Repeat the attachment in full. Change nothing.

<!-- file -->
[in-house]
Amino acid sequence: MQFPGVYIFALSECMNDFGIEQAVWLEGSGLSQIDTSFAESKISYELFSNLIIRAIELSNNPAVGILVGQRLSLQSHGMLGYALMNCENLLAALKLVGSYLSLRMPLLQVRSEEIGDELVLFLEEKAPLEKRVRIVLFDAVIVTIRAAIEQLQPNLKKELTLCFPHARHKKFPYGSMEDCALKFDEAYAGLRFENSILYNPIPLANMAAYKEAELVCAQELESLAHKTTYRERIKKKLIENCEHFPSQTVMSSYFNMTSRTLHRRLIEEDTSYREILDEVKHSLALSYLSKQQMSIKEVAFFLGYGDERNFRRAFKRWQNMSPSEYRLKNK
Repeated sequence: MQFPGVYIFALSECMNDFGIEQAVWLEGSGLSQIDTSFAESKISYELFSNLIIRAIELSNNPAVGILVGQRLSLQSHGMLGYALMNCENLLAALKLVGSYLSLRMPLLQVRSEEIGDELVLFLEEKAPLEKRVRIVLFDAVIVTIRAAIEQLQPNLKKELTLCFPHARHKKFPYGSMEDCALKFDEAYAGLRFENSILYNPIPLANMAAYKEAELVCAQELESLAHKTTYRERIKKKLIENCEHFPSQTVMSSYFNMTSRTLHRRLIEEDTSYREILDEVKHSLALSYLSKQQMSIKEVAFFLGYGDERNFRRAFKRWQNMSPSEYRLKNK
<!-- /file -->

[in-house]
Amino acid sequence: MQFPGVYIFALSECMNDFGIEQAVWLEGSGLSQIDTSFAESKISYELFSNLIIRAIELSNNPAVGILVGQRLSLQSHGMLGYALMNCENLLAALKLVGSYLSLRMPLLQVRSEEIGDELVLFLEEKAPLEKRVRIVLFDAVIVTIRAAIEQLQPNLKKELTLCFPHARHKKFPYGSMEDCALKFDEAYAGLRFENSILYNPIPLANMAAYKEAELVCAQELESLAHKTTYRERIKKKLIENCEHFPSQTVMSSYFNMTSRTLHRRLIEEDTSYREILDEVKHSLALSYLSKQQMSIKEVAFFLGYGDERNFRRAFKRWQNMSPSEYRLKNK
Repeated sequence: MQFPGVYIFALSECMNDFGIEQAVWLEGSGLSQIDTSFAESKISYELFSNLIIRAIELSNNPAVGILVGQRLSLQSHGMLGYALMNCENLLAALKLVGSYLSLRMPLLQVRSEEIGDELVLFLEEKAPLEKRVRIVLFDAVIVTIRAAIEQLQPNLKKELTLCFPHARHKKFPYGSMEDCALKFDEAYAGLRFENSILYNPIPLANMAAYKEAELVCAQELESLAHKTTYRERIKKKLIENCEHFPSQTVMSSYFNMTSRTLHRRLIEEDTSYREILDEVKHSLALSYLSKQQMSIKEVAFFLGYGDERNFRRAFKRWQNMSPSEYRLKNK